Tsarevich Ivan Dmitriyevich
|Born||5 January [O.S. 26 December 1610] 1611|
Kaluga, Tsardom of Russia
|Died||16 July [O.S. 6 July] 1614 (aged 3)|
Moscow, Tsardom of Russia
|Regnal name claimed||Ivan V of Russia|
|Title(s)||Tsarevich of Russia (would later have been Tsar of Russia)|
|Throne(s) claimed||Tsardom of Russia|
|Monarchy abolished||December 1610|
|Last monarch||False Dmitry II|
|Royal House||Rurik (father was an usurper)|
|Father||False Dmitry II|
Ivan Dmitriyevich (Russian: Иван Дмитриевич, nicknamed as Ivaska the Little Thief, Russian: Ивашка Ворёнок; 5 January [O.S. 26 December 1610] 1611 – 16 July [O.S. 6 July] 1614) was the only son of False Dmitry II of Russia ("Thief of Tushino") and his wife Marina Mniszech, daughter of Polish Voivode Jerzy Mniszech and his wife Jadwiga Tarło. He was a claimant to the throne of the Tsardom of Russia until his death at the age of not quite four, in December 1614. He was killed right after his step-father, Ivan Zarutsky.
False Dmitry I, False Dmitry II and Marina Mniszech
In November 1605, Marina Mniszech married False Dmitry I, Tsar of Russia and thus became Tsarita consort of All Russia. However, this lasted less than a year. On 17 May 1606, conspirators who opposed Dmitri and his policy of close cooperation with Poland, broke into the Moscow Kremlin. Dmitry attempted to escape out a window, but he broke his leg while climbing out. He was immediately spotted by a plotter and he was shot on the spot. After the death of False Dmitry I, Marina was spared her life – after she had rejected her royal title – and sent back to Poland in July 1608. However, her father Jerzy Mniszech didn't give up on his plan to become father-in-law of the Tsar. Exiled to Yaroslavl, he searched for a way to regain his favours. With his help, Marina turned up in Tushino, where she would secretly marry another impostor, False Dmitry II after "recognizing" her miraculously "salvaged" husband in him, even though they looked absolutely nothing alike and it was impossible for Dmitry I to have been saved, as his body had been put for display after his murder. Polish hetman Stanisław Żółkiewski wrote in his memoirs that the only two things False Dmitris I and II had in common was that they were both human and usurpers. This marriage would soon share the same fate as her previous one, as Dmitry II was killed by a Tatar prince, Peter Urusov.
Birth of the Tsarevich and Ivan Zarutsky
After the 10 December 1610 murder of False Dmitry II, Marina was once again left widowed. She was, this time, however, pregnant and on 5 January 1611 (O.S. 26 December 1610), she delivered a baby boy, whom she named Ivan. The infant was subsequently nicknamed Little Rogue, Baby Brigand or Luba. She met Cossack leader Ivan Zarutsky and by April 1611, they were married. Zarutsky took a liking to little Ivan, and using the fact that Marina was a widow of two Tsars, he proclaimed four-month-old Ivan "Ivan Dmitriyevich" (literally, Ivan, son of Dmitry). Patriarch Hermogenes, however, called Ivan "little thief". Zarutsky was thinking he would have established his position as de facto ruler of the Tsardom of Russia for a long time. He was, however, dethroned, and he and Marina had to flee to Astrakhan.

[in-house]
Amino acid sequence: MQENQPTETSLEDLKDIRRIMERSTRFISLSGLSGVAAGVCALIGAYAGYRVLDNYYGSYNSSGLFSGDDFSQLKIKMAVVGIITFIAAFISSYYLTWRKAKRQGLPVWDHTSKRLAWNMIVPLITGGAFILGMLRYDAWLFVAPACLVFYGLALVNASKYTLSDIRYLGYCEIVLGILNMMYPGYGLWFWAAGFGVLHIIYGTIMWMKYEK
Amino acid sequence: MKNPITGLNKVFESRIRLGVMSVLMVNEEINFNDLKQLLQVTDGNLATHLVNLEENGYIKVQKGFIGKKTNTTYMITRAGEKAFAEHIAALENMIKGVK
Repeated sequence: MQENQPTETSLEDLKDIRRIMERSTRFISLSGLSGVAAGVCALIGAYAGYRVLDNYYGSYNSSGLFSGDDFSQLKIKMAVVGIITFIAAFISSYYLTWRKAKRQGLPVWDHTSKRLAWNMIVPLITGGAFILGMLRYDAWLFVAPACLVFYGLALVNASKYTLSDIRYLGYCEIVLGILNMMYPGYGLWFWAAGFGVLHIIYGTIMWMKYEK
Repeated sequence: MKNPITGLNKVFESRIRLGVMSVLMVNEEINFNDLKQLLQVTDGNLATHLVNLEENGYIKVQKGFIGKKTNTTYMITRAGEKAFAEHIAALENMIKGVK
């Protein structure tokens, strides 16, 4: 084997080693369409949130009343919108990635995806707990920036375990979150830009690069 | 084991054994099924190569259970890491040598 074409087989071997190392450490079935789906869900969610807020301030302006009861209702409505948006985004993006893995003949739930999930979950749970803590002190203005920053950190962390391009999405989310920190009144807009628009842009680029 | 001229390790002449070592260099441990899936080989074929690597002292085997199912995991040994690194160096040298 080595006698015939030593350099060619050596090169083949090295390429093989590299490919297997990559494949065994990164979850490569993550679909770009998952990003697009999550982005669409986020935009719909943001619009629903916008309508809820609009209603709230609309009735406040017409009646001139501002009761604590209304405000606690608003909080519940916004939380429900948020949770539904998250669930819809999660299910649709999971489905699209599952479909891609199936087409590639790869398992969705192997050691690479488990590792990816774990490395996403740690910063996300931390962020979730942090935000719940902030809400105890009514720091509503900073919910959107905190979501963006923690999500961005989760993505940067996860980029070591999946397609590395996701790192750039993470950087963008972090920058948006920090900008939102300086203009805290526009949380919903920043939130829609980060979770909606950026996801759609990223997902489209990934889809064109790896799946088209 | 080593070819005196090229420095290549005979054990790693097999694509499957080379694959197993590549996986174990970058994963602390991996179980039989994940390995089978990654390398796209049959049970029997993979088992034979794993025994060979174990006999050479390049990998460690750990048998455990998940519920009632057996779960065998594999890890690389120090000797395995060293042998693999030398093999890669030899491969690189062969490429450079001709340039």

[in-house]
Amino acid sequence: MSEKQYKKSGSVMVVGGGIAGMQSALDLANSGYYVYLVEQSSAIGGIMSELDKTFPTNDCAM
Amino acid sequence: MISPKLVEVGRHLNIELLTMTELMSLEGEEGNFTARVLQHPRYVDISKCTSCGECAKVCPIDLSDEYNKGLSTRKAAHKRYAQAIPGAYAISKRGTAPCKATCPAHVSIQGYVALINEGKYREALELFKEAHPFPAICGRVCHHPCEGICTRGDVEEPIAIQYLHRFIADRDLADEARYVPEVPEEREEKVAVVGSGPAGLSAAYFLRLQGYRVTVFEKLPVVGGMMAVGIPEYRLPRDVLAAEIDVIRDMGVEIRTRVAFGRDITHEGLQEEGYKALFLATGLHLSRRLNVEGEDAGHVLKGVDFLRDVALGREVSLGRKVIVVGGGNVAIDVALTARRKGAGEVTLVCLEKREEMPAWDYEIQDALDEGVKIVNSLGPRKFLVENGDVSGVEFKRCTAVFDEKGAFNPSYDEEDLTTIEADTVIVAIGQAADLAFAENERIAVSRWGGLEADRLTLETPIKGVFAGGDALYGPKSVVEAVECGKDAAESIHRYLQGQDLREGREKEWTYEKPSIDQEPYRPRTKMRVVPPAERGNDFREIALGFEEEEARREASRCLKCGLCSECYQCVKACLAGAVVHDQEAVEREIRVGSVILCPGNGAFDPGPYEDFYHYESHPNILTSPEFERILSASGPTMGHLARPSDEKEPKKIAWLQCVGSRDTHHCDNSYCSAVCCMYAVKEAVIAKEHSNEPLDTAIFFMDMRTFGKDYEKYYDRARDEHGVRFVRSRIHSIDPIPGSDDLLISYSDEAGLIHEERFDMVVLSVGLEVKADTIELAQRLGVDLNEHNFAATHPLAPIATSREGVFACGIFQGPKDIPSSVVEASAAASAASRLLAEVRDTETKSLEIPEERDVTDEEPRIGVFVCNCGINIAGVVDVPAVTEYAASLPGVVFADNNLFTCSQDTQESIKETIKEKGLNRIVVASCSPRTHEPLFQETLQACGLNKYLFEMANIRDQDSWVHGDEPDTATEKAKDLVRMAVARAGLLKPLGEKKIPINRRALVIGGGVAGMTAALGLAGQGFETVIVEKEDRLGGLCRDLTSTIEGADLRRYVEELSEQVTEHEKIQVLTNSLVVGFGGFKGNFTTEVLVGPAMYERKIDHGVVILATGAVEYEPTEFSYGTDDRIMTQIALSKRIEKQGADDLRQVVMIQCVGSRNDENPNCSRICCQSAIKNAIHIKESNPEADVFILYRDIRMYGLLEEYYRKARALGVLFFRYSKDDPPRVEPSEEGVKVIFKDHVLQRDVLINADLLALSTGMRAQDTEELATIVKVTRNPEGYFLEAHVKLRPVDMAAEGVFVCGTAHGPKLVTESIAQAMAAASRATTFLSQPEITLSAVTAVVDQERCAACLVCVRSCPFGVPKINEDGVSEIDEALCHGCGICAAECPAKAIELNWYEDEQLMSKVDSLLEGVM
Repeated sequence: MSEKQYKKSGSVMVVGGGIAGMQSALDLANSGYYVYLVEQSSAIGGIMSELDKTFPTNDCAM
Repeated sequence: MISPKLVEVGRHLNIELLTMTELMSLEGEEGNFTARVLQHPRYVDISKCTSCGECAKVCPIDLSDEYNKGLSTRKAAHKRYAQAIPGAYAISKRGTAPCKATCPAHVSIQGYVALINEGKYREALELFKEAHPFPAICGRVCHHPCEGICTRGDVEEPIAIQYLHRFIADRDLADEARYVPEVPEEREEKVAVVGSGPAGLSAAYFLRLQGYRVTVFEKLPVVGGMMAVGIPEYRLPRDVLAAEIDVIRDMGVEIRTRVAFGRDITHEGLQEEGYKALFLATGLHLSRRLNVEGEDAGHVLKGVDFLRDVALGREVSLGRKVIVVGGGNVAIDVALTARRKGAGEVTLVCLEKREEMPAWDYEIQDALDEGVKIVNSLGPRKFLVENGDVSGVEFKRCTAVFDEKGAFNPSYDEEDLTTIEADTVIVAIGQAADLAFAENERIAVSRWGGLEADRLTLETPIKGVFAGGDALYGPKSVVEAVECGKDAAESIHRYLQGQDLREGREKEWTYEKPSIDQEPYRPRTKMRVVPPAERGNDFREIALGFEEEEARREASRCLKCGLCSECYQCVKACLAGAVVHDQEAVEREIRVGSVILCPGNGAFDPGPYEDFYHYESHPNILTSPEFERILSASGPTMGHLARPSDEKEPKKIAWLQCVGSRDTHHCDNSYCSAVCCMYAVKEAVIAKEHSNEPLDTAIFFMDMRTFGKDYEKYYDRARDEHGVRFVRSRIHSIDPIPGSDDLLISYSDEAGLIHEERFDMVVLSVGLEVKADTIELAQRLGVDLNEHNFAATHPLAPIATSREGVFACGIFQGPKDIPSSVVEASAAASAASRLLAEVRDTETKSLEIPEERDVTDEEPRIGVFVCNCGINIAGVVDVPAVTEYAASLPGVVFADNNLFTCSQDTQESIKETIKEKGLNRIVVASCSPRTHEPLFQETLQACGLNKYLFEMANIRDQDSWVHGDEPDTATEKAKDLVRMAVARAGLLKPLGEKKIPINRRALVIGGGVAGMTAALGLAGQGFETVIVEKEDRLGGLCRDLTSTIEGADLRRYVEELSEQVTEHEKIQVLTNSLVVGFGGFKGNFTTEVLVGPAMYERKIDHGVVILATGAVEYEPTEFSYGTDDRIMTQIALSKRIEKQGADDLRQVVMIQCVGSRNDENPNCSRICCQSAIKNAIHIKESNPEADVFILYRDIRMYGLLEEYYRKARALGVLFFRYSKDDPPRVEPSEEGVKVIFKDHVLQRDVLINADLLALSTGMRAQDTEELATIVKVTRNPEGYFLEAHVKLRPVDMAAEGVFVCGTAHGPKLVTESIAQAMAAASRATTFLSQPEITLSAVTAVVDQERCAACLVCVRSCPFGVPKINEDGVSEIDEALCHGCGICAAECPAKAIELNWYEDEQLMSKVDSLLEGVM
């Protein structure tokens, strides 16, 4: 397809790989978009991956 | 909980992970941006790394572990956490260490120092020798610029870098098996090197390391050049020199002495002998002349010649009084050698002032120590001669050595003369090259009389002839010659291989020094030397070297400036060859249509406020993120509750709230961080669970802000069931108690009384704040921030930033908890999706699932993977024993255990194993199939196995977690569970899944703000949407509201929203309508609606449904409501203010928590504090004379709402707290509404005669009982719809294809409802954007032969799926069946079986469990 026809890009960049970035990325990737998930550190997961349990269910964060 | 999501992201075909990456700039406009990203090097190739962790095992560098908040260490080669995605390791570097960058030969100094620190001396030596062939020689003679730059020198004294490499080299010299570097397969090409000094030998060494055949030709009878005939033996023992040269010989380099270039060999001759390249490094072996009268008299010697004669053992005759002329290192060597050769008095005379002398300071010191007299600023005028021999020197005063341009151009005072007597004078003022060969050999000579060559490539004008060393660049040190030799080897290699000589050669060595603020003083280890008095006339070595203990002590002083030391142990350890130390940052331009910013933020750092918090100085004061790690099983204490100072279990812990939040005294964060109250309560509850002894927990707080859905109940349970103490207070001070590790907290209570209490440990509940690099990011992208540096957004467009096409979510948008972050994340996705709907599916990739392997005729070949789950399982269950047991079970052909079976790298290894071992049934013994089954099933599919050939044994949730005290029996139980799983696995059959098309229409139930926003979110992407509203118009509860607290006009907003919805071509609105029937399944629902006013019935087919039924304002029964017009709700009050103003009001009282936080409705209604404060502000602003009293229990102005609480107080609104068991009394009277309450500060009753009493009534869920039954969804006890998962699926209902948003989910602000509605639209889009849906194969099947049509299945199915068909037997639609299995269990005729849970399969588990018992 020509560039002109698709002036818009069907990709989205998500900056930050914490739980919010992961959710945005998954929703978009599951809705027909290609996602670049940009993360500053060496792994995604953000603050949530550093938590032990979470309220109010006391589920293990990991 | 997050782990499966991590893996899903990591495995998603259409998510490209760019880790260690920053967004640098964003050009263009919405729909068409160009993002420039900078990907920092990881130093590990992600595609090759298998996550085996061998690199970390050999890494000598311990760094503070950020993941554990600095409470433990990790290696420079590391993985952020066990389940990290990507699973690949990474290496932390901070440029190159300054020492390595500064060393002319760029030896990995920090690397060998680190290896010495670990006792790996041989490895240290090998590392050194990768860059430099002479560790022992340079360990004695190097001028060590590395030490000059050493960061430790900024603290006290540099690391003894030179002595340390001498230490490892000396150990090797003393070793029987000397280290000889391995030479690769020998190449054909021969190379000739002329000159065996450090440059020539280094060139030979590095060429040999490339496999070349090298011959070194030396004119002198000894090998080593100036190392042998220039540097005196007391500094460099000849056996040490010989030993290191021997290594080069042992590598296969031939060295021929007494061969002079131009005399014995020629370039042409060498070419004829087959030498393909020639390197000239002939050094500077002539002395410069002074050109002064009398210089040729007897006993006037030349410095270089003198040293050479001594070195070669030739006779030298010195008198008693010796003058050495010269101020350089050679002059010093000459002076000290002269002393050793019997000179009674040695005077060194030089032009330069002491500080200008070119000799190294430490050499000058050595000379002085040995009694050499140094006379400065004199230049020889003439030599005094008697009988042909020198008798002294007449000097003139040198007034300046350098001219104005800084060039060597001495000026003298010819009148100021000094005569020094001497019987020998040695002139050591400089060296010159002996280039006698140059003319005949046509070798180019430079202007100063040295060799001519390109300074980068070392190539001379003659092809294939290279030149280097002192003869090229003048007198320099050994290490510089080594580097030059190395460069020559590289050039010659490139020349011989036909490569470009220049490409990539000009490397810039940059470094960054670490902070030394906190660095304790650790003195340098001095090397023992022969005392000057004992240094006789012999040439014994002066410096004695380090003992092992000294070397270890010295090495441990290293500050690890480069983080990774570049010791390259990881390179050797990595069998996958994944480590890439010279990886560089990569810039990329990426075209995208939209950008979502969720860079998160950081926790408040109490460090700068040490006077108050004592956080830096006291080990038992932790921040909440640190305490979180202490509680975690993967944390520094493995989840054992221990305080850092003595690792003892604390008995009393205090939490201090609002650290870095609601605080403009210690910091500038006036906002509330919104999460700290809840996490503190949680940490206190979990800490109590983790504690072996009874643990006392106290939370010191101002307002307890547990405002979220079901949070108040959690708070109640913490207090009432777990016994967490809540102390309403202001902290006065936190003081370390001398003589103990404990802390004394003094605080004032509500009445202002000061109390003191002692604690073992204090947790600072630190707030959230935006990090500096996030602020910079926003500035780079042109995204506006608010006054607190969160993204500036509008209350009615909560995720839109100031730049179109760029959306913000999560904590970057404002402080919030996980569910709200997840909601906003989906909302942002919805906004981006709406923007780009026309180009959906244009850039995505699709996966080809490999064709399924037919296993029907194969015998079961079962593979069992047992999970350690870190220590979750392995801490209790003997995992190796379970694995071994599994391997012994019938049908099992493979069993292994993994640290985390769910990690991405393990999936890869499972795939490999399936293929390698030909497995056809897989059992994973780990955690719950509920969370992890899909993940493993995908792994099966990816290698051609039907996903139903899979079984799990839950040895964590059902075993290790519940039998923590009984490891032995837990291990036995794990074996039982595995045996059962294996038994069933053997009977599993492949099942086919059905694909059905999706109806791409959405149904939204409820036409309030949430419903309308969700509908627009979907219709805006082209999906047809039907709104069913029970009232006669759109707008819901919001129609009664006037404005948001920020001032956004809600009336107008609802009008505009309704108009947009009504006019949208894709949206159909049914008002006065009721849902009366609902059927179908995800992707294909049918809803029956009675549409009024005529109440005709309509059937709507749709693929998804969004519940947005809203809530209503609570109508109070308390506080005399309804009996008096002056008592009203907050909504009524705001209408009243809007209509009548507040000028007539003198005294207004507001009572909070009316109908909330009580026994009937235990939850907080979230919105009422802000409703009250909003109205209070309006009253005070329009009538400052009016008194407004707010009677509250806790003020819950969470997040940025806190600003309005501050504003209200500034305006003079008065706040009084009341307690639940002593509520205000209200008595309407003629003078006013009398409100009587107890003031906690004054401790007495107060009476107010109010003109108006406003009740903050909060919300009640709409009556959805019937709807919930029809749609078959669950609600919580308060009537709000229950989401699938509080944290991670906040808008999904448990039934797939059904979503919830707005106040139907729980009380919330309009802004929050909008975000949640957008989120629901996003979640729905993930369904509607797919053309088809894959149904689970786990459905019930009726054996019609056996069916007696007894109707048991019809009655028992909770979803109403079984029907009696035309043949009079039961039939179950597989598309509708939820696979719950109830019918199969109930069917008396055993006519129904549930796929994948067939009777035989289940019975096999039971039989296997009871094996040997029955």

When Tsar Michael I of Russia was elected, the citizens of Astrakhan wanted the pretender and his family to leave the town. In 1614 an uprising of townspeople was aimed solely at capturing the family. They fled into the steppes to escape. A month later, in May 1614, after failing to gather support for a Cossack uprising, they were captured by the Cossacks near the Yaik River and handed over to the government. Marina was imprisoned in the Kolomna Kremlin tower and Ivan and Zarutsky were brought to Moscow. Zarutsky was impaled. Three-year-old Ivan was publicly hanged on 16 July [O.S. 6 July] 1614 in Moscow, near the Serpukhov Gate. According to one account, he was too light for the drop to break his neck and died slowly of strangulation. Just five months after the deaths of her son and husband, Marina died in prison on Christmas Eve, 24 December 1614.
- Maureen Perrie (2010). "Viacheslav Nikolaevich Kozliakov, Mikhail Fedorovich". Retrieved 25 November 2011.
- Thackeray, Frank W.; Findling, John E. (1999). Events That Changed the World in the Seventeenth Century. Greenwood Publishing Group. ISBN 978-0-313-29078-7.